Reader inquiry: What to wear when traveling overseas?

Reader Brian wrote:

I am 72. My wife and I are going to Spain, Portugal and then Morocco. She is concerned about what to wear in places like Fez, Casablanca, etc. She is deathly afraid of people “hissing” at her, as she has been told will happen.

Dear Brian,

I’m sorry to hear that your wife is afraid of being hissed at during her overseas travels. Although I have not traveled to the places you mention, my general rule of thumb when traveling overseas is to dress as modestly as the people do in the places you plan to visit. My suggestion is to pick up a travel guide book for the area and see what they have to say about the culture as well as how the people tend to dress. If the books mention things like “women should not show their bare shoulders with a tank top” or “women should avoid wearing shorts,” then those are good clues as to what you might expect.

If I had to make very broad generalizations, when traveling overseas outside of the U.S., I would avoid:

  • T-shirts bearing political or religious statements – you are bound to run into some people who disagree with whatever the shirt says, and choose to communicate this in some way.
  • Clothing bearing very large clothing manufacturer logos – that may be a sign of economic status in some countries
  • Clothing bearing cartoon characters – not so much an issue for children, but some people may consider this either disrespectful or childish when worn by adults
  • Bearing too much skin – for women, halter tops, spaghetti-strap camisoles, midriff-revealing low-cut pants, mini-skirts, and so on (in general things young people tend to wear)
  • Flashy jewelry, very large rings – these can imply that you are showing off your wealth; not only could they be considered garish and uncouth; you might also become a more attractive target for pickpockets
  • Very brightly colored or colorful clothing – these tend to appear garish and touristy. Instead, go with neutral colors like black, brown, tan, or navy so you don’t stand out. If your wife likes a bit of style, she can accessorize with a small brooch, a scarf, or some other small items.
  • Very brightly colored running shoes – stick with neutral tones, or go with comfortable walking shoes in neutral colors from companies like Hush Puppies, Ecco, or Rockport.

One common theme among the items I list here is that they all stand out in some way. Although you don’t mention your wife’s age, assuming that you are close in age, I’d say none of the above items are in her regular wardrobe. If she wears regular, modest clothing (longer skirts, regular blouses, scarves, lower-heeled shoes and so on), I have a feeling she will be absolutely fine.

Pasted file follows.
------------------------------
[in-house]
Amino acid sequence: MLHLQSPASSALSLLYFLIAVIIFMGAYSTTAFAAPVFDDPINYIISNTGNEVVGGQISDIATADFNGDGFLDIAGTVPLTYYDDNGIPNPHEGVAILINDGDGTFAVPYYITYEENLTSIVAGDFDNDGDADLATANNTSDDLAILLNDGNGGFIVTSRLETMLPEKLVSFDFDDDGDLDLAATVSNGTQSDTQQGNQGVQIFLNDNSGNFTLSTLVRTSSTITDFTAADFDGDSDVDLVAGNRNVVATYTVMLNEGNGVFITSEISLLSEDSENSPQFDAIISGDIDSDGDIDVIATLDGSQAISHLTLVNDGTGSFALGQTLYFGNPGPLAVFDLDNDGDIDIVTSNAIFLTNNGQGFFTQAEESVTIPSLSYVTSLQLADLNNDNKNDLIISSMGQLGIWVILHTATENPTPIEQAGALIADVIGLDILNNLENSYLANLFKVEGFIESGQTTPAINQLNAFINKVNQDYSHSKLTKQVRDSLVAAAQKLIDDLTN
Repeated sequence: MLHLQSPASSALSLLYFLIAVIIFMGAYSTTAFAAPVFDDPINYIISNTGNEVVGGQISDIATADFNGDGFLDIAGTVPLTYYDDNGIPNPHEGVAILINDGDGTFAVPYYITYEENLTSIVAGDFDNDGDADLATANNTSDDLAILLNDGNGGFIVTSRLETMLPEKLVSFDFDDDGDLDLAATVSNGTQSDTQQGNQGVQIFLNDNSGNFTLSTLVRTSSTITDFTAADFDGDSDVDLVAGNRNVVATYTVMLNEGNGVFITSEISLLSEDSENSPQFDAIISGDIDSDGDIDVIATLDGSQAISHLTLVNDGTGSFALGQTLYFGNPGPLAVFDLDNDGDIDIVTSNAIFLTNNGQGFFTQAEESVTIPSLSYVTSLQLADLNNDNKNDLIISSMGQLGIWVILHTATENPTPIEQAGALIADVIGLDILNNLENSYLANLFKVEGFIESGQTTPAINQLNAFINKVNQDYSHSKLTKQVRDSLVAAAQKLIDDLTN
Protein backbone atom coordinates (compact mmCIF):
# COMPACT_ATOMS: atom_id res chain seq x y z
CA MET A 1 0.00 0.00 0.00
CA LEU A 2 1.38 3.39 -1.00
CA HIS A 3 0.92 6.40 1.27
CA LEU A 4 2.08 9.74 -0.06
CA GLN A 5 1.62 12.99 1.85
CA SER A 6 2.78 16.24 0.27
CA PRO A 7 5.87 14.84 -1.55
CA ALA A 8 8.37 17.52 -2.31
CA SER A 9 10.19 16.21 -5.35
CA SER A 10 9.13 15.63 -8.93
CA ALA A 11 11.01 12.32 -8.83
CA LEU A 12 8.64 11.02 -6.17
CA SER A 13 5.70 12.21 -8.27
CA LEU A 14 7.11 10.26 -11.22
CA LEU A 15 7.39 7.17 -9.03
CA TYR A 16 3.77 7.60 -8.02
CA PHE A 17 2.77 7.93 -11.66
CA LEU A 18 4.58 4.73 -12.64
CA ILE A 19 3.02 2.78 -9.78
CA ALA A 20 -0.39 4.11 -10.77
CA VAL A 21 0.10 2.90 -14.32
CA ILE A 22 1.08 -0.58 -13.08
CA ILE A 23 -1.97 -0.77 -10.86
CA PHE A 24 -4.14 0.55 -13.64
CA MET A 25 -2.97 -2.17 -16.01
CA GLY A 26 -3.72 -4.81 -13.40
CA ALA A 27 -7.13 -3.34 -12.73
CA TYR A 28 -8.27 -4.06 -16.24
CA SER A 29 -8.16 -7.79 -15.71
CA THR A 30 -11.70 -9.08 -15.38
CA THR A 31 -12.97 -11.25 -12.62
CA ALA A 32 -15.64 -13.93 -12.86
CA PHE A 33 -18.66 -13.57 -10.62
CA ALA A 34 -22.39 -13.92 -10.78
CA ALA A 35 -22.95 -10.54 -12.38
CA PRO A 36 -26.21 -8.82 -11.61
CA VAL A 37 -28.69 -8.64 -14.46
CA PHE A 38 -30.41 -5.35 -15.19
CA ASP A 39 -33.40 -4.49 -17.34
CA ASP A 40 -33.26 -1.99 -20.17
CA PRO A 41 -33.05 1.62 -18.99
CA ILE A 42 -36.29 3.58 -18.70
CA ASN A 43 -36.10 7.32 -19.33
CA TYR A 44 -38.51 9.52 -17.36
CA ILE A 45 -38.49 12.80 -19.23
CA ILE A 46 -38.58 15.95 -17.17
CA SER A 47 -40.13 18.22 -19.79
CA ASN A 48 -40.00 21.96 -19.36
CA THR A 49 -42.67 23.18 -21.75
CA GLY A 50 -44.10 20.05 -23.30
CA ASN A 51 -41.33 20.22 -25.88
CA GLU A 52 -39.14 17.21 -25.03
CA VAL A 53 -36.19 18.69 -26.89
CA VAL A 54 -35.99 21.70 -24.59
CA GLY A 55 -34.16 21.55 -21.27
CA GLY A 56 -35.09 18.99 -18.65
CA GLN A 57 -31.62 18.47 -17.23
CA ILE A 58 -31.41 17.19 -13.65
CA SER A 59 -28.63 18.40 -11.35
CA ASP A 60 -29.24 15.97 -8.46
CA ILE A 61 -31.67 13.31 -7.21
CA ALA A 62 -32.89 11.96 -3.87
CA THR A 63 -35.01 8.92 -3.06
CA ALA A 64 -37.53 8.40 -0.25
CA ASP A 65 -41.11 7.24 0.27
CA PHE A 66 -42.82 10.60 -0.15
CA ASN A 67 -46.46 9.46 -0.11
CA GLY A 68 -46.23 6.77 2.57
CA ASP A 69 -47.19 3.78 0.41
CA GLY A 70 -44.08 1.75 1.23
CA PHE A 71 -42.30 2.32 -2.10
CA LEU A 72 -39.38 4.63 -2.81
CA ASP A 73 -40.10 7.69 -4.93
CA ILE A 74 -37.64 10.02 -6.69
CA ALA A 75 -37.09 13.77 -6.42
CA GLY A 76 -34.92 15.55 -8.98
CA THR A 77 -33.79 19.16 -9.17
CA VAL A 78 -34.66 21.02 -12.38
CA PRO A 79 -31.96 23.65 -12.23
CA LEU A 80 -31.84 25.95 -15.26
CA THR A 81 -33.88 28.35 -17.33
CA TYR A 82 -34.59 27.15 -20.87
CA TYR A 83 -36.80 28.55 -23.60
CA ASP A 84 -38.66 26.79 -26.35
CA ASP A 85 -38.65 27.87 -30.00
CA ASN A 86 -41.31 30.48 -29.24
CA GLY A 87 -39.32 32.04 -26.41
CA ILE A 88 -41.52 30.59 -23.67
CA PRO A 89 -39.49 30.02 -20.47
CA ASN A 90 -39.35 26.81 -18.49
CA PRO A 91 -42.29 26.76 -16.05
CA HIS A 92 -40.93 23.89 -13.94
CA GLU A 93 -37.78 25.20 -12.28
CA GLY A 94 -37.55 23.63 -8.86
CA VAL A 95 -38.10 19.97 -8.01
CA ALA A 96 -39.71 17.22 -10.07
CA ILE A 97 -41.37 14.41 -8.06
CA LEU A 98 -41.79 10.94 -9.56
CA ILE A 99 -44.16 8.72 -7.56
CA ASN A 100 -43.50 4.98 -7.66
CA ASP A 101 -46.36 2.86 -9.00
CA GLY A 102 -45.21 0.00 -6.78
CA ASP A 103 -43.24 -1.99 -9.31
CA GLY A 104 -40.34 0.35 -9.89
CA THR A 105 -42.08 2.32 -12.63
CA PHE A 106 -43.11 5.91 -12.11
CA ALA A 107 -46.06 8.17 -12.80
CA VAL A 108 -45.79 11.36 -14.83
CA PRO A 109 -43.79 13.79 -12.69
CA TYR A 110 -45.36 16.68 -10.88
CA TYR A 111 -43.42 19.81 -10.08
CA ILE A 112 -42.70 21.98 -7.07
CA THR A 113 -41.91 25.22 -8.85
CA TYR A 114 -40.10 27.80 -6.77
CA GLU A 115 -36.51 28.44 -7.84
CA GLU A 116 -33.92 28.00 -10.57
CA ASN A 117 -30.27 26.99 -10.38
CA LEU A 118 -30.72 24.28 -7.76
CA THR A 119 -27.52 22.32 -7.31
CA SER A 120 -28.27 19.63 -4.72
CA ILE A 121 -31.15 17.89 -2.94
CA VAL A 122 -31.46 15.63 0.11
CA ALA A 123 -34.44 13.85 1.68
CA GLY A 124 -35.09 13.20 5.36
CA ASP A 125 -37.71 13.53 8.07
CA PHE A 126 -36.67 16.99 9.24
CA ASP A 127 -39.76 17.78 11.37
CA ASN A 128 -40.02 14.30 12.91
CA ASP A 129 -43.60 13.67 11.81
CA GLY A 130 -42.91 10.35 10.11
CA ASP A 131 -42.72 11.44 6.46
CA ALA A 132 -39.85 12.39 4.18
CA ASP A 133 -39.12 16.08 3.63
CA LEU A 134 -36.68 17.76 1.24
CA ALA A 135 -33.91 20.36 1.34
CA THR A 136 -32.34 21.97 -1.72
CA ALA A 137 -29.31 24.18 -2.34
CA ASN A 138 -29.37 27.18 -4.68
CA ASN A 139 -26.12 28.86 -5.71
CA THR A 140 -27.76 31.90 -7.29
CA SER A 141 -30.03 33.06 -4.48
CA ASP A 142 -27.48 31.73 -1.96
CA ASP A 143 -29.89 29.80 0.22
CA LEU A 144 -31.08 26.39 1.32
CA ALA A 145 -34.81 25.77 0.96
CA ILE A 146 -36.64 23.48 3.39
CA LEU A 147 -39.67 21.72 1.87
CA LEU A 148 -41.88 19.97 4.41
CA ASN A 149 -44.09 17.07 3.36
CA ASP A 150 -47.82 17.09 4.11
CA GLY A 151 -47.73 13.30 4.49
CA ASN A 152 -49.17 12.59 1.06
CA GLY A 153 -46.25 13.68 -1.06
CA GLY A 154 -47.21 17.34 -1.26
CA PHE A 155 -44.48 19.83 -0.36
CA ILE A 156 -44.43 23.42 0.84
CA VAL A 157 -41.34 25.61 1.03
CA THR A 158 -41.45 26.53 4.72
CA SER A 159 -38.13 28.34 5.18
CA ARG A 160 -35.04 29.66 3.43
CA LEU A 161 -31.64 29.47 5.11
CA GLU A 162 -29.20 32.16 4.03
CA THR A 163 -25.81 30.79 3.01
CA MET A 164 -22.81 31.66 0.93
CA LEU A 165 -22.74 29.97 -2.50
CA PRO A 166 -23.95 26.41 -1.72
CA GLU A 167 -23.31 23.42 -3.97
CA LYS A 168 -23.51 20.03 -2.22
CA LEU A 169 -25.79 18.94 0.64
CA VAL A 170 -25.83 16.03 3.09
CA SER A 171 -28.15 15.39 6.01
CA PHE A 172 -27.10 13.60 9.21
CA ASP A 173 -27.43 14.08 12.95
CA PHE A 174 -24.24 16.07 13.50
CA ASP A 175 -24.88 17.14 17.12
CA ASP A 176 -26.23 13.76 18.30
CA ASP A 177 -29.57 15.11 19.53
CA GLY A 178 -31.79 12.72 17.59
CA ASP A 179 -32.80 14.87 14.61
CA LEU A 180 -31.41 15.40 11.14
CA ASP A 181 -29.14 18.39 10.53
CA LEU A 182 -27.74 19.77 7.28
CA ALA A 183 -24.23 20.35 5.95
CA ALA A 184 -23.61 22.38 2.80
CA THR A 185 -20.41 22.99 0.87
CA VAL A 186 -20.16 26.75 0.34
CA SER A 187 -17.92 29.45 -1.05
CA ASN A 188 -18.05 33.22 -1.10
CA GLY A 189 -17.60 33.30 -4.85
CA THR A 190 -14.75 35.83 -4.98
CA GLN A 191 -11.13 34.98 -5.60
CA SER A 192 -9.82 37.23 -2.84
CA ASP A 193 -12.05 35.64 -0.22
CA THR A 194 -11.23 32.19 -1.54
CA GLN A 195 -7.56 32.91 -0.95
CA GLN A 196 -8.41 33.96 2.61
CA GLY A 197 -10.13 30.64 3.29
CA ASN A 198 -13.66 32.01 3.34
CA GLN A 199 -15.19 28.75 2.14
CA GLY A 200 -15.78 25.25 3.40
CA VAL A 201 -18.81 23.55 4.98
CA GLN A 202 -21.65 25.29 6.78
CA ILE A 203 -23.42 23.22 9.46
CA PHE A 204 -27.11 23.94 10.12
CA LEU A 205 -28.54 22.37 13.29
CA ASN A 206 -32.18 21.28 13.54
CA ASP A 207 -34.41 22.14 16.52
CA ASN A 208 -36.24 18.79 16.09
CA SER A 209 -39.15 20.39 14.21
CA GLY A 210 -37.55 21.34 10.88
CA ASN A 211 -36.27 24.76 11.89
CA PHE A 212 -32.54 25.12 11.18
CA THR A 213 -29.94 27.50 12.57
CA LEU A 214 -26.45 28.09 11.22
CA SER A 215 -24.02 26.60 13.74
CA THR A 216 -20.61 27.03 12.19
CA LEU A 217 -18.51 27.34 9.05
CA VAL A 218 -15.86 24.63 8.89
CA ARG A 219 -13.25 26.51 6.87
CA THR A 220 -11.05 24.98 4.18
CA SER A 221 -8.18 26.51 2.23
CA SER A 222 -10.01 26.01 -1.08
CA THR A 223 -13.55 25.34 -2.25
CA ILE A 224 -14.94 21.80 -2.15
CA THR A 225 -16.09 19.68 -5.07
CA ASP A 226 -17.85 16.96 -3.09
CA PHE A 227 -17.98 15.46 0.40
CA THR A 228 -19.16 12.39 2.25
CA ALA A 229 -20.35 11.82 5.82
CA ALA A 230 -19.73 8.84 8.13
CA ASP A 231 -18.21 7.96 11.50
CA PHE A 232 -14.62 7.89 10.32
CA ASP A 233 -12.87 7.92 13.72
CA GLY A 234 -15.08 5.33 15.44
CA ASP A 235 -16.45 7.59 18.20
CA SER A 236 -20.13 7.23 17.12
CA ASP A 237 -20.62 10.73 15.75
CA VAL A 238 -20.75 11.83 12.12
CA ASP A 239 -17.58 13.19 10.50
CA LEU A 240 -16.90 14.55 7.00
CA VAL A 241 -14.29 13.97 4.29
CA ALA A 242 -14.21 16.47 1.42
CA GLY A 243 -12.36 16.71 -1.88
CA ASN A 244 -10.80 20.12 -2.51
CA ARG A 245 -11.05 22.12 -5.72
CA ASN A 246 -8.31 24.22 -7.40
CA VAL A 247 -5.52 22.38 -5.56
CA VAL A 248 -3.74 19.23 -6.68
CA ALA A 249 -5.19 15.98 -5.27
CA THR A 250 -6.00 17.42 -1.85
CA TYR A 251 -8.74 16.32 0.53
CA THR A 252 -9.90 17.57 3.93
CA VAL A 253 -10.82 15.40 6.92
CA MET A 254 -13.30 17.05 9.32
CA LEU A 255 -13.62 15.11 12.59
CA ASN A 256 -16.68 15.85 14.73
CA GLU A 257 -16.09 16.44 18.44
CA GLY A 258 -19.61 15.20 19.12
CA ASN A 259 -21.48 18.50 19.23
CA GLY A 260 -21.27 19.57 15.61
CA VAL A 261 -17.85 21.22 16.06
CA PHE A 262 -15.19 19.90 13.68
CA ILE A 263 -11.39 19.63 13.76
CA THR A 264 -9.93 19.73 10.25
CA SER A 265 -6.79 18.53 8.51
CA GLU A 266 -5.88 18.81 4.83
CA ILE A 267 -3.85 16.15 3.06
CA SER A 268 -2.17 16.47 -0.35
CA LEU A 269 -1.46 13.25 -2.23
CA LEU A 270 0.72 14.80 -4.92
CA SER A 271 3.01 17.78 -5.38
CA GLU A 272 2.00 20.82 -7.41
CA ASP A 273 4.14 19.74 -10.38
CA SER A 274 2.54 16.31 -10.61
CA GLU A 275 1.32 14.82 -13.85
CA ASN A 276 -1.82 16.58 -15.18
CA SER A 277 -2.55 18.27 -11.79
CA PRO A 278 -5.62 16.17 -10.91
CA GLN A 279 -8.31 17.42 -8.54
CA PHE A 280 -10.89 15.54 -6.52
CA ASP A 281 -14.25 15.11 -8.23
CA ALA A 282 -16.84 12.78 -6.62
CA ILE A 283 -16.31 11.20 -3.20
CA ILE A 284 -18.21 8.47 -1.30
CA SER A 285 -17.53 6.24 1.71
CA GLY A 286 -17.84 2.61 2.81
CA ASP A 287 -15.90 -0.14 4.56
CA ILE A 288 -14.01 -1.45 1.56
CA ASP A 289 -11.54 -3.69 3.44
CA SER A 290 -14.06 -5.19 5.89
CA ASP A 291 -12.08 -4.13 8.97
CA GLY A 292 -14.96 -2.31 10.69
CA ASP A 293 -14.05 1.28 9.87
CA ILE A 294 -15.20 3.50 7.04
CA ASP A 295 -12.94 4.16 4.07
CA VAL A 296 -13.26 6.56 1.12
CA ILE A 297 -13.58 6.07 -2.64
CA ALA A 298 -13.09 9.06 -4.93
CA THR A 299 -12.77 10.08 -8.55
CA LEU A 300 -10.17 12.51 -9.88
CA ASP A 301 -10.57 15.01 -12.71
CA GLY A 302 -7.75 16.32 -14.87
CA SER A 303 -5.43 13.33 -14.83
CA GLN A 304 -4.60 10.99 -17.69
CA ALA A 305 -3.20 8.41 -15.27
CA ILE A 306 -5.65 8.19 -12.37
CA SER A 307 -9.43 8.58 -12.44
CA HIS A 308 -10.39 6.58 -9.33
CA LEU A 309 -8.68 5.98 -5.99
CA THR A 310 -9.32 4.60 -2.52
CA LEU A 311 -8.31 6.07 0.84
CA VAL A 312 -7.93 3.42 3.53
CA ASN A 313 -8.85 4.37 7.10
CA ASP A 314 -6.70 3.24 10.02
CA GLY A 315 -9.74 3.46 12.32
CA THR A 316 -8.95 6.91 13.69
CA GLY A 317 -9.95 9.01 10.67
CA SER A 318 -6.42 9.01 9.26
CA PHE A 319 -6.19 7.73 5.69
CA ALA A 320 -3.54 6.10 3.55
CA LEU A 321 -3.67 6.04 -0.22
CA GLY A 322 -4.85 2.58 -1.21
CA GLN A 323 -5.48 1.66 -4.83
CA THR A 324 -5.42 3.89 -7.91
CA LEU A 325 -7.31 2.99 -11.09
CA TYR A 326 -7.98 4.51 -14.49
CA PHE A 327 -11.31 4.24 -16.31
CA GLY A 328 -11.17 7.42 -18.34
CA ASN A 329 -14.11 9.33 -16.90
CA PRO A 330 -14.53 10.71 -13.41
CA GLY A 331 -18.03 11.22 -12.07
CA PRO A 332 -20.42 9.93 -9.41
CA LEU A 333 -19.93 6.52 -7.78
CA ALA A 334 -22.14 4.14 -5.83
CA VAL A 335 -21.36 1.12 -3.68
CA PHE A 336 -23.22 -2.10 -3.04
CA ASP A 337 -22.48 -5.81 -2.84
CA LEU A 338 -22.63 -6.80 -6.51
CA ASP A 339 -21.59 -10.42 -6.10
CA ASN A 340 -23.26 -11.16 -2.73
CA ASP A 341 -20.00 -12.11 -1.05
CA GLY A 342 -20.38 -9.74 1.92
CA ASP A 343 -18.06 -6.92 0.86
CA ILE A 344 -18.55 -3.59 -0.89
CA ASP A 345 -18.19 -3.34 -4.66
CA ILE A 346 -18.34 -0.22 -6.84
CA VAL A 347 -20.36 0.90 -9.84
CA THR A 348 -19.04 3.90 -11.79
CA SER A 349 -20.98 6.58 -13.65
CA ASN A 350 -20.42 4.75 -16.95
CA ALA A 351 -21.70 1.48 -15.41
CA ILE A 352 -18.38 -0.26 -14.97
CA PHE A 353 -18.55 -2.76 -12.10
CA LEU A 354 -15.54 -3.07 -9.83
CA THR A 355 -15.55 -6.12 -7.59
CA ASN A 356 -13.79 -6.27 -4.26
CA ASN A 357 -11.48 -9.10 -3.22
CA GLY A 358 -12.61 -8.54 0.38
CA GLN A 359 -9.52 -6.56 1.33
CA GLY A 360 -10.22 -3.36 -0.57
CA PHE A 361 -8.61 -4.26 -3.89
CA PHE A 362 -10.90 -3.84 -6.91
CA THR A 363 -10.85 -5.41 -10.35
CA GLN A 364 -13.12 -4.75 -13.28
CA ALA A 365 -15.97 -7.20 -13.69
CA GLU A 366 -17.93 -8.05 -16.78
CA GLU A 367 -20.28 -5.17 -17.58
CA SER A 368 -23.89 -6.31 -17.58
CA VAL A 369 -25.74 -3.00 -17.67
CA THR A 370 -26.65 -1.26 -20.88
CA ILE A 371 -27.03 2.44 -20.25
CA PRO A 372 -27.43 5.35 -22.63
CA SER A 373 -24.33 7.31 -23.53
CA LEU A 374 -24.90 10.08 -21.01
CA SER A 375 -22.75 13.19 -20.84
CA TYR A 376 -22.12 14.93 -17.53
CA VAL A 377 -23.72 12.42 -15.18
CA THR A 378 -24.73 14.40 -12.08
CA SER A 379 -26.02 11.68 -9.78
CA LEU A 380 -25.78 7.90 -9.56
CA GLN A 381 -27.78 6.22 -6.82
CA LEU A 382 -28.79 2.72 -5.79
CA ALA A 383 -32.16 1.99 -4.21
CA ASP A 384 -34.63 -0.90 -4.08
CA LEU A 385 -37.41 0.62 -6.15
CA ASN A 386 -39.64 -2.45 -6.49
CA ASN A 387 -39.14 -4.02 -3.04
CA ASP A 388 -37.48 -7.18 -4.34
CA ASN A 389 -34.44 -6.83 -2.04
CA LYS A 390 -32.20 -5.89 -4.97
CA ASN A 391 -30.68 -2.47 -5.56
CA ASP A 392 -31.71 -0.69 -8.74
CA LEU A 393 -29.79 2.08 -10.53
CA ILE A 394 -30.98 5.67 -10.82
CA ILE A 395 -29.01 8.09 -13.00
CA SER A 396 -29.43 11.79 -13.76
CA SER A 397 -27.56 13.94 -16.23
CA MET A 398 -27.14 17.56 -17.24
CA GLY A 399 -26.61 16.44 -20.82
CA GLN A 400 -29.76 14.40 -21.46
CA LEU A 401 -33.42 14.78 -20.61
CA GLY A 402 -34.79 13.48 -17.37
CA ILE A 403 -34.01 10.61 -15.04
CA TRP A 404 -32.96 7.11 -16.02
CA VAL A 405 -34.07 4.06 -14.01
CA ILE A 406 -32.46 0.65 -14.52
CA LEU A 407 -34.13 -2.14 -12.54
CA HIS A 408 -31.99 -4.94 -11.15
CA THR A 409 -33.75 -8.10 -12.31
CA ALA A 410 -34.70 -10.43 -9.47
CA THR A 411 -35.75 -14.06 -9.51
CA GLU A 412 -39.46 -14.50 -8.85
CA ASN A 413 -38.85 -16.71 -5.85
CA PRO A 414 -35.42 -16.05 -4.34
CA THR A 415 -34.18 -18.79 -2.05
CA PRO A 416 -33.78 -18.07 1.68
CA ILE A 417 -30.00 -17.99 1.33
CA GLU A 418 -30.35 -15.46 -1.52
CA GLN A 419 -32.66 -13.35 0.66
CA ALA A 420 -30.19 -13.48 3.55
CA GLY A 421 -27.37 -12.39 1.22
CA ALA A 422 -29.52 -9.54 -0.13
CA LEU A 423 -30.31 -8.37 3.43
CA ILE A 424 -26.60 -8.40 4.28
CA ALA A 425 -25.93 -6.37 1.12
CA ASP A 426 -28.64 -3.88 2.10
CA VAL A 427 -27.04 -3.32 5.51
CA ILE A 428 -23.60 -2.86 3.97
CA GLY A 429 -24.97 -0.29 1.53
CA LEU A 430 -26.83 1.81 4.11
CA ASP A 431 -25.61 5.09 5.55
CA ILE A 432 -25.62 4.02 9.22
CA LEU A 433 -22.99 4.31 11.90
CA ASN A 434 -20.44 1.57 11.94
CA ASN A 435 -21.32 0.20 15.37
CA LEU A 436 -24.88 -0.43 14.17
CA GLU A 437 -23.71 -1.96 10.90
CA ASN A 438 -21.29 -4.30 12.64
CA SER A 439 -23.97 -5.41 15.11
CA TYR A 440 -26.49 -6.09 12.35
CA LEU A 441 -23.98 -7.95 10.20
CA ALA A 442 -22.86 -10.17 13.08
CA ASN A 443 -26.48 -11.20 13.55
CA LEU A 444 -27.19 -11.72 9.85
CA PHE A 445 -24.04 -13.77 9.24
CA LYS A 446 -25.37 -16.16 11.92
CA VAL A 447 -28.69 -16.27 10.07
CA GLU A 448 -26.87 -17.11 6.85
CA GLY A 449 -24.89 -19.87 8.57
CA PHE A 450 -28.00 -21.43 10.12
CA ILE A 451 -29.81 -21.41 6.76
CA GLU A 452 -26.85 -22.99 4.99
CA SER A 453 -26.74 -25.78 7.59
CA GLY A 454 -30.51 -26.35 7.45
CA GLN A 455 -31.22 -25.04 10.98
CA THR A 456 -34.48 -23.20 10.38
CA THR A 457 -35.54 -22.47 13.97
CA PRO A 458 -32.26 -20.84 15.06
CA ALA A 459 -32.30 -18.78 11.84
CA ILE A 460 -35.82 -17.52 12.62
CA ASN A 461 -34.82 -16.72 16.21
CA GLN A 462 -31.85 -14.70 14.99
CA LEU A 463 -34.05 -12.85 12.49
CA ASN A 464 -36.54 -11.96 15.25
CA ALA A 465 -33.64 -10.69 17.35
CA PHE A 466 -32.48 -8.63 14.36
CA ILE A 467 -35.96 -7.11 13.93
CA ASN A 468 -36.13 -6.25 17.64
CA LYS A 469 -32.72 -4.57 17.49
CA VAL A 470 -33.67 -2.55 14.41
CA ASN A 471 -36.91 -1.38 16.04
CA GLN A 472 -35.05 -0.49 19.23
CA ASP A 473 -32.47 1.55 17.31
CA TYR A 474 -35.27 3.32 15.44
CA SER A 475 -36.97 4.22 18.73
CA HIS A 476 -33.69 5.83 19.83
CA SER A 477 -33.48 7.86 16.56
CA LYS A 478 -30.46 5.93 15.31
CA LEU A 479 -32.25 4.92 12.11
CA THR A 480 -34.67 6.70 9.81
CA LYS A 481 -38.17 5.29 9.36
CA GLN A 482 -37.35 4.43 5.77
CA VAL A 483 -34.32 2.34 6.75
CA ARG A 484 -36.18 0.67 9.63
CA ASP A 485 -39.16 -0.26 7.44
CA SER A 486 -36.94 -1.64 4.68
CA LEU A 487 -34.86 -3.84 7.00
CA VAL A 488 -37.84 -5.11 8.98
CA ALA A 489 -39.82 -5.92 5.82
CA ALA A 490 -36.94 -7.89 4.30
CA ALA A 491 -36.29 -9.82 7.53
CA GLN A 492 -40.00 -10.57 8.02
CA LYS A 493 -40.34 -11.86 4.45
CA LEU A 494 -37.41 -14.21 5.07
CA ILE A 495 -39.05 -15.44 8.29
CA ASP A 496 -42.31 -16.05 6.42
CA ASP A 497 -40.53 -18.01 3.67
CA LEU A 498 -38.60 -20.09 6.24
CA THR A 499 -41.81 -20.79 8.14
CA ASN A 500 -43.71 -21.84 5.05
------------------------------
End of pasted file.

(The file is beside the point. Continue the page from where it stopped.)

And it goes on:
There are some occasions, such as at places of worship, where the custom will require things like wearing a head scarf or removing your shoes. If you plan to visit such places, make sure you are wearing socks or stockings, and that your wife has a scarf to cover her hair.

In my experience, politeness and a smile go a long way. Please tell your wife that she shouldn’t let her concerns about the reactions of local people sour her travel plans. If she is an inexperienced traveler or she is traveling to some places for the first time, it may just be her way of telling you that she is feeling a little insecure. Sit down and read some of the travel guides with her, or visit Web sites with travel information about the area. The more she knows about places, and the more photos she sees of the places and people she will see, the more at ease she will become. Learn some basic phrases in the local language. Simple greetings and phrases such as “thank you” will garner smiles and good feelings all around. Consider practicing saying some of these phrases out loud with her for fun.

Have a wonderful trip!


  1. Hi I found your site by sheer luck, I was flipping through for Designer Fashion when I found your webpage, I must say your webpage is very cool I truely think the layout, its amazing!. I’m in a bit of a rush right now to fully absorb your webpage but I have favorited it and also subscribed for your RSS feeds. I will be back when I free up some time. Thanks for a great site.

  2. Agree with advice given. I’ve been in the tourism industry for over 30 years (see profile) and have not heard of people having any problems in Portugal or Spain. Morocco did not have a good reputation ten years ago but today it also has a welcoming feel to it. Like any visits do not wander off the beaten track unless accompanied by a local.

Leave a Reply

Your email address will not be published. Required fields are marked *